With the exception of Gentile Repose (narratively requires one copper for each eye), all components listed below are 10gp or higher - so the 5e pouch is functionally identical with the 3.5 version - so “YES Brett, 5e works basically the same way.”

Every single spell my players have used regularly either have no material component, or would be covered by the pouch or an arcane focus. So - no fuss, no muss. No special accounting for normal stuff. The few things they use once-in-awhile (Identify) do not consume the component.

Honestly, it seems that the costs below are all about keeping some sense of checks and balances into the game. As a DM I’d don’t think I’d ever wave the costs listed.

It ain’t broken, and it doesn’t need fixed.


Level 1

  • Chromatic Orb (evocation): 50gp diamond
  • Find Familiar (conjuration ritual): 10gp charcoal & incense & herbs consumed
  • Identify (divination ritual): 100gp pearl
  • Illusory Script (illusion ritual): 10gp ink consumed

Level 2

  • Arcane Lock (abjuration): 25gp gold dust consumed
  • Augury (divination ritual): 25gp divination tokens
  • Continual Flame (evocation): 50gp ruby dust consumed
  • Cordon of Arrows (transmutation): 4+ arrows or bolts
  • Gentle Repose (necromancy ritual): 2cp
  • Magic Mouth (illusion ritual): 10gp jade dust consumed
  • Warding Bond (abjuration): 2 x 50gp platinum rings

Level 3

  • Clairvoyance (divination): 100gp arcane focus
  • Conjure Barrage (conjuration): 1 ammo or weapon
  • Glyph of Warding (abjuration): 200gp powdered diamond consumed
  • Magic Circle (abjuration): 100gp holy water or iron / silver powder consumed
  • Nondetection (abjuration): 25gp diamond dust consumed
  • Revivify (conjuration): 300gp worth diamonds consumed

Level 4

  • Divination (divination ritual): 25gp sacrificial offering consumed
  • Leomund’s Secret Chest (conjuration): 5000gp chest, 50gp replica
  • Stoneskin (abjuration): 100gp diamond dust consumed

Level 5

  • Awaken (transmutation): 1000gp agate consumed
  • Conjure Volley (conjuration): 1 ammo or weapon
  • Greater Restoration (abjuration): 100gp diamond dust consumed
  • Hallow (evocation): 1000gp incense consumed
  • Legend Lore (divination): 250gp incense consumed, 4 x 50gp ivory strips
  • Planar Binding (abjuration): 1000gp jewel consumed
  • Raise Dead (necromancy): 500gp diamond consumed
  • Reincarnate (transmutation): 1000gp oils & unguents consumed
  • Scrying (divination): 1000gp focus to stare into
  • Swift Quiver (transmutation): quiver of 1+ ammo
  • Teleportation Circle (conjuration): 50gp rare chalks / ink consumed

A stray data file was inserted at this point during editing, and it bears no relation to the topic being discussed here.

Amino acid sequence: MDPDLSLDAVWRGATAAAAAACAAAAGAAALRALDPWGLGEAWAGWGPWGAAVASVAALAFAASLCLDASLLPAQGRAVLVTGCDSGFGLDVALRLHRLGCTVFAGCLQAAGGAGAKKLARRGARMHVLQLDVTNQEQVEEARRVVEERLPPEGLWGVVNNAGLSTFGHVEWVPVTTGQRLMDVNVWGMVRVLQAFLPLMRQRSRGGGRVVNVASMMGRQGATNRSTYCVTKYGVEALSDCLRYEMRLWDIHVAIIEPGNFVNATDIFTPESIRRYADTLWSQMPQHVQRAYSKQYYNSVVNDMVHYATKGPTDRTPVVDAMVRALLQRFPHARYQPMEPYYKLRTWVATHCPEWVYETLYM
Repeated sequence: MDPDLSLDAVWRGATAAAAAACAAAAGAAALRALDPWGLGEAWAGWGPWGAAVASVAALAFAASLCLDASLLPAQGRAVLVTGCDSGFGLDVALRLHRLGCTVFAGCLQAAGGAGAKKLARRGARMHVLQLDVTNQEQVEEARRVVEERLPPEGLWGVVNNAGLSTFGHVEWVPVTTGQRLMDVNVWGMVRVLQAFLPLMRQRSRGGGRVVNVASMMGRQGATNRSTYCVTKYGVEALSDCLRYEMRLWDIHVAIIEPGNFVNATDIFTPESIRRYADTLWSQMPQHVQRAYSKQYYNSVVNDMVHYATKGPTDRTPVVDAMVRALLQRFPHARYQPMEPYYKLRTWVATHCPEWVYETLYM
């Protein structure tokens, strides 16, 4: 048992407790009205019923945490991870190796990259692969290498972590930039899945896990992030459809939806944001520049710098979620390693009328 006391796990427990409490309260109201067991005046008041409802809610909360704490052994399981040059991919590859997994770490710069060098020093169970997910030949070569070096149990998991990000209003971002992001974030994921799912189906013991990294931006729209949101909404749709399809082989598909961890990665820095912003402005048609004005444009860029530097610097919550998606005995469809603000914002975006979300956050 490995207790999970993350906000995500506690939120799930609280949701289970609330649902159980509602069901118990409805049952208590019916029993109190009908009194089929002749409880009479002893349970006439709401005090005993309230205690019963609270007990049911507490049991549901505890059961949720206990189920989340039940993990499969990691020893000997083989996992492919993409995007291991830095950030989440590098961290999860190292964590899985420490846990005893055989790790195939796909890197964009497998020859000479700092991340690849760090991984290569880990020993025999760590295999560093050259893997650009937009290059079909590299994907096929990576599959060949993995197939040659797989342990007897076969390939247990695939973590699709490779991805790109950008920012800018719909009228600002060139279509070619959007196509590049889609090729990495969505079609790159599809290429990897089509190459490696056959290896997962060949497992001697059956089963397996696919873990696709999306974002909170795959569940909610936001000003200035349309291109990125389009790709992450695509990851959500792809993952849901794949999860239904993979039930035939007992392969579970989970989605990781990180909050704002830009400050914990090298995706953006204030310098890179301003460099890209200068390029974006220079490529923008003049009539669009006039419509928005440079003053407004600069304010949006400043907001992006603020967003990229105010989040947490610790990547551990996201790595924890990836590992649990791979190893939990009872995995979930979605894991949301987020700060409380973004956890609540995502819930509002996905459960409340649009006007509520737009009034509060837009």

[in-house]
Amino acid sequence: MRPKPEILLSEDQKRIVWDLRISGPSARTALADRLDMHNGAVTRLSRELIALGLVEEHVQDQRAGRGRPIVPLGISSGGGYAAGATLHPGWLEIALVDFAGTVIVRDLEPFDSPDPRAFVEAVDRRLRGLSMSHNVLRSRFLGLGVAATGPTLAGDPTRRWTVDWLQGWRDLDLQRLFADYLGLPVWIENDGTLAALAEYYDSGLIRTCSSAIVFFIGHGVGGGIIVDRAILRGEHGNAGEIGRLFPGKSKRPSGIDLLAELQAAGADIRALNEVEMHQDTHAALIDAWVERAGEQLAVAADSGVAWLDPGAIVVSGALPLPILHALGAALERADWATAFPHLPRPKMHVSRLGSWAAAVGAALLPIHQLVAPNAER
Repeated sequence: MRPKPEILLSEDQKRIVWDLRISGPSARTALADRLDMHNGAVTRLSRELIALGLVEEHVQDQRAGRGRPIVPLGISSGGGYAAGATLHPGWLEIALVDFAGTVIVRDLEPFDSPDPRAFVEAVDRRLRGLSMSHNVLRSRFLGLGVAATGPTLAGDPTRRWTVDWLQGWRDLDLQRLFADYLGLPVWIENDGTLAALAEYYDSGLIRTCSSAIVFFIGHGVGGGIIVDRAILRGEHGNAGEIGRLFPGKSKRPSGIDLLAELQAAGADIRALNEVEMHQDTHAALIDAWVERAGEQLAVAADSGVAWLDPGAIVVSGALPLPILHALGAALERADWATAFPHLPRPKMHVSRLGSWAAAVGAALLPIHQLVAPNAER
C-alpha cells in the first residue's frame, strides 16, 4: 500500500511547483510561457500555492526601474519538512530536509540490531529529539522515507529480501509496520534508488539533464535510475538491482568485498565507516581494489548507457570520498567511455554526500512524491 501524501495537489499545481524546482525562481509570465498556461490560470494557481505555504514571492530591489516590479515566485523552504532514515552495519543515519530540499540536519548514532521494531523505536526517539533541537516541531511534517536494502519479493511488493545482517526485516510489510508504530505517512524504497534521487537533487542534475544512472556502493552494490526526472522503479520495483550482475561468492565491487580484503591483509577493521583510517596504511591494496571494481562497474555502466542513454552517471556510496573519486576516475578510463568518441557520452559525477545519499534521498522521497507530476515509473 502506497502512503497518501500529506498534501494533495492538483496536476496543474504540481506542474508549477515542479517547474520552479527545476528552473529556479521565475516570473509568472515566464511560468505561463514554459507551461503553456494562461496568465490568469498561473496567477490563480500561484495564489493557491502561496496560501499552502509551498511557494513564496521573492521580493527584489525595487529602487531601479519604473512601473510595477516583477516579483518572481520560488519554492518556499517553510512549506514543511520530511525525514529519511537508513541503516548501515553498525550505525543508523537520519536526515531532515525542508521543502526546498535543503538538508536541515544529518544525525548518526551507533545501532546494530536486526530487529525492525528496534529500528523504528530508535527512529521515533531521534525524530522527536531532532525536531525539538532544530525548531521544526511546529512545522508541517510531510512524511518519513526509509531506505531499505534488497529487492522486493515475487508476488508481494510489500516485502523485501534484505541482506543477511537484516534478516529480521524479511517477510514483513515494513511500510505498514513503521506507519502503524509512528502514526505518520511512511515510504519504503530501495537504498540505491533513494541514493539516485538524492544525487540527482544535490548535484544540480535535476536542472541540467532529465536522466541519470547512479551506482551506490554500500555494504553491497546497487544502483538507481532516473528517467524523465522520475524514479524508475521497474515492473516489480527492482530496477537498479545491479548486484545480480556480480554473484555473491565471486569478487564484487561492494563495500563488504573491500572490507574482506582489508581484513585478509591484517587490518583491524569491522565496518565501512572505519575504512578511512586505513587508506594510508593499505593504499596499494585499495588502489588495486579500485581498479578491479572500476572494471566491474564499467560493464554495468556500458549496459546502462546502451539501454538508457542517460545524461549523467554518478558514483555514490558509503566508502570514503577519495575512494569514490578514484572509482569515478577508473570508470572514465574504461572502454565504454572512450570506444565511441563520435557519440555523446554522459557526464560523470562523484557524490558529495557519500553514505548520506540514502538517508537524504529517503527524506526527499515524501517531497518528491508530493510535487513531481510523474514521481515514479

Level 6

  • Circle of Death (necromancy): 500gp crushed black pearl
  • Create Undead (necromancy): 150gp black onyx per corpse
  • Drawmij’s Instant Summons (conjuration ritual): 1000gp saphire
  • Find the Path (divination): 100gp divnation tools, object from target location
  • Forbiddance (abjuration ritual): 1000gp powdered ruby
  • Guards and Wards (abjuration): 10gp silver rod
  • Heroes Feast (conjuration): 1000gp gemmed bowl consumed
  • Magic Jar (necromancy): 500gp gem or container
  • Programmed Illusion (illusion): 25gp jade dust
  • True Seeing (divination): 25gp ointment consumed

Level 7

  • Forcecage (evocation): 1500gp ruby dust
  • Mordenkainen’s Magnificent Mansion (conjuration): 5gp ivory portal, 5gp piece of marble, 5gp silver spoon
  • Mordenkainen’s Sword (evocation): 250gp miniature platinum/copper/zinc sword
  • Plane Shift (conjuration): 250gp planar attuned forked metal rod
  • Project Image (illusion): 5gp small replica of caster
  • Resurrection (necromancy): 1000gp diamond consumed
  • Sequester (transmutation): 5000gp powder of diamond / emerald / ruby / sapphire consumed
  • Simulacrum (illusion): 1500gp powdered ruby, snow or ice sculpture of subject, body matter of subject consumed
  • Symbol (abjuration): 1000gp mercury / phosphorus / powdered diamond / opal consumed

Level 8

  • Clone (necromancy): 1000gp diamond, 1 inch cube of target’s flesh consumed, 2000gp lidded vessel.
  • Holy Aura (abjuration): 1000gp tiny reliquary

Level 9

  • Astral Projection (necromancy): 1000gp jacinth, 100gp ornate silver bar consumed
  • Gate (conjuration): 5000gp diamond
  • Imprisonment (abjuration): 500gp per hit die of target - special item
  • Shapechange (transmutation): 1500gp jade circlet
  • True Ressurection (necromancy): 25000gp of diamonds consumed

Really nice list! Thanks for posting it.